Genres, Themes, Actors, and Directors:

  • Historical Drama
  • Royalty and Nobility
  • Russian Films
  • Ruthless Leaders
  • Sergei Eisenstein Films

Response to Peary’s Review:
Peary points out that this “indoor epic” by Sergei Eisenstein has “remarkable visuals… but [is] ludicrously melodramatic and theatrical,” and he notes that “other than establishing a bond between Ivan and the peasants to suggest a similar affinity between Stalin and his subjects, it’s hard to figure out how Eisenstein is using his hero.”

Peary asserts that “Ivan comes across as a hero in a Wagnerian opera,” while “everyone else seems to be trying out for a Hollywood serial, perhaps Flash Gordon or Buck Rogers”:

… and he further notes that “the devious, swathed-in-black boyar princess Euphonia (Serafima Birman) would have been a great foe for Buster Crabbe.”

(Peary fails to point out how masculine-looking Birman is — to the extent that I didn’t know this character was female until I read about the actress. Meanwhile, her infantile son Vladimir — played by Pavel Kadochnikov — is remarkably femme. The gender bending between the two of them is quite noticeable.)

The picture’s storyline (part one of two) is fairly straightforward; as Peary writes, it “begins with Ivan’s coronation and marriage” (those are coins being poured over his head):

… “takes us on a war campaign” (to Kazan):

… and “after Ivan has gone from clean-shaven to having a short beard to having a mustache and short beard to having a beard that would make Rasputin envious”:

… it “concludes with…” — well, I won’t say. I’ll be back with my review of Part II shortly. For now, suffice it to say that I share Peary’s views on this overrated Eisenstein film, which seems to polarize critics (and viewers) into one camp or another. If you’re curious for a deeper dive into the film’s themes, however, be sure to check out the video essay by scholar Joan Neuberger in the Criterion DVD set Eisenstein: The Sound Years (but wait until after you’ve watched Part 2 to avoid tons of spoilers).

Notable Performances, Qualities, and Moments:

  • Fine production design and cinematography

  • Sergei Prokofiev’s score

Must See?
Yes, for its historical significance, and because Part 2 is essential viewing which can’t be seen without this first film.

Categories

  • Historically Relevant
  • Important Director

(Listed in 1001 Movies You Must See Before You Die)

Links:

Children of Paradise / Enfants Du Paradis, Les (1945)

Children of Paradise / Enfants Du Paradis, Les (1945)

“Dreams, life… They’re the same.”

Synopsis:
In 19th century Paris, four men — a mime (Jean-Louis Barrault), an ambitious actor (Pierre Brasseur), a murderous criminal (Marcel Herrand), and a nobleman (Louis Salou) — are all attracted to a free-spirited woman named Garance (Arletty), who eventually settles with Salou but can’t stop thinking about Baptiste (Barrault), who has meanwhile married and had a child with an adoring actress (Maria Casares).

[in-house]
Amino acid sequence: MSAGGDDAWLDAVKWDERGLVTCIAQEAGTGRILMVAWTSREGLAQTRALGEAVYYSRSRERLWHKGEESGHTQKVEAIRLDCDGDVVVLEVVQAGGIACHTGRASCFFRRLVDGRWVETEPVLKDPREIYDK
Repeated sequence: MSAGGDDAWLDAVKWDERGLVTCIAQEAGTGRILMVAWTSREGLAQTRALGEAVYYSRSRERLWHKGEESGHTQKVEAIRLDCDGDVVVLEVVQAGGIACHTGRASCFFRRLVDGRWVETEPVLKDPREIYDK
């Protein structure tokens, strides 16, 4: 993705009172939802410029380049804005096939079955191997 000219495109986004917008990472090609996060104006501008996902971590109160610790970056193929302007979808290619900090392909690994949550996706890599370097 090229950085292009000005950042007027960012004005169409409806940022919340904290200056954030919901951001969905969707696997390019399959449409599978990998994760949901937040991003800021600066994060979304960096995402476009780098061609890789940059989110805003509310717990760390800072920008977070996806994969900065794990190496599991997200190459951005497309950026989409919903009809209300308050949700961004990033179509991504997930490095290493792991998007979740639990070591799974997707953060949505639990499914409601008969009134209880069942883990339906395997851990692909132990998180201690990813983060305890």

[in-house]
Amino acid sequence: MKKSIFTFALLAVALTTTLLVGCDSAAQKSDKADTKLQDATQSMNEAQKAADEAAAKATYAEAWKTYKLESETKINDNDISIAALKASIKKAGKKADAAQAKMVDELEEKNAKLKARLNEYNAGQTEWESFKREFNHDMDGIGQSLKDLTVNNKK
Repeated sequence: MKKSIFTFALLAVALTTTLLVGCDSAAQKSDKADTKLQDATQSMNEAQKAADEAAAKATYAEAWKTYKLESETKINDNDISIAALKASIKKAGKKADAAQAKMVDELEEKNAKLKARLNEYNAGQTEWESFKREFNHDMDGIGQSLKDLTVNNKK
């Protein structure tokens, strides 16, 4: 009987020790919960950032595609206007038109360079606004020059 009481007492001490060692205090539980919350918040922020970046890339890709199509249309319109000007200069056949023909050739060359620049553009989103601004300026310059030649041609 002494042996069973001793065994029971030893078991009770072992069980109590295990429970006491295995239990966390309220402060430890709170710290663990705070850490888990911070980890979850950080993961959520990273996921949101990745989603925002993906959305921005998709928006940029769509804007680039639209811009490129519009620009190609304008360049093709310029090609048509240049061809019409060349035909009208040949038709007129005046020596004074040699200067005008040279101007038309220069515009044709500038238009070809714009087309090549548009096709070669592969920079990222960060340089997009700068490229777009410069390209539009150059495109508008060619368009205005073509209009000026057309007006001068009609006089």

Genres, Themes, Actors, and Directors:

  • Actors and Actresses
  • Clowns
  • French Films
  • Love Triangle
  • Romance
  • Star-Crossed Lovers

Response to Peary’s Review:
Peary is among the many critics and fans who consider this “fifth collaboration between director Marcel Carné and screenwriter Jacques Prévert” to be “one of the glories of the cinema, the romantic’s delight, the sophisticate’s cult favorite.” He notes that when it “opened in Paris in March 1945,” it was “quickly hailed as France’s Gone With the Wind: an epic, a re-creation of a nineteenth-century period (that of Louis Philippe) and setting (the Boulevard of Crime)”:

… and “a romance about a woman… who is coveted by all men who see her.”

However, he points out that “the real reason the French held it so dear was that it was one of the cornerstone films of le cinéma d’évasion” — i.e., “the French film industry’s brave response to the German occupation.” Indeed, he asserts, “It’s amazing that this affront to the Nazis, which celebrates a free France, could be made under the noses of the occupation authorities” — and while I don’t quite see how this film epitomizes a “free France”, I’ll agree it’s remarkable that Carne and his team managed to get it made at all under the circumstances, including “secret filming [that] took place over two years in garages and alleys, during which time time members of the French resistance were able to hide from the Gestapo because they were among the 1800 extras employed.”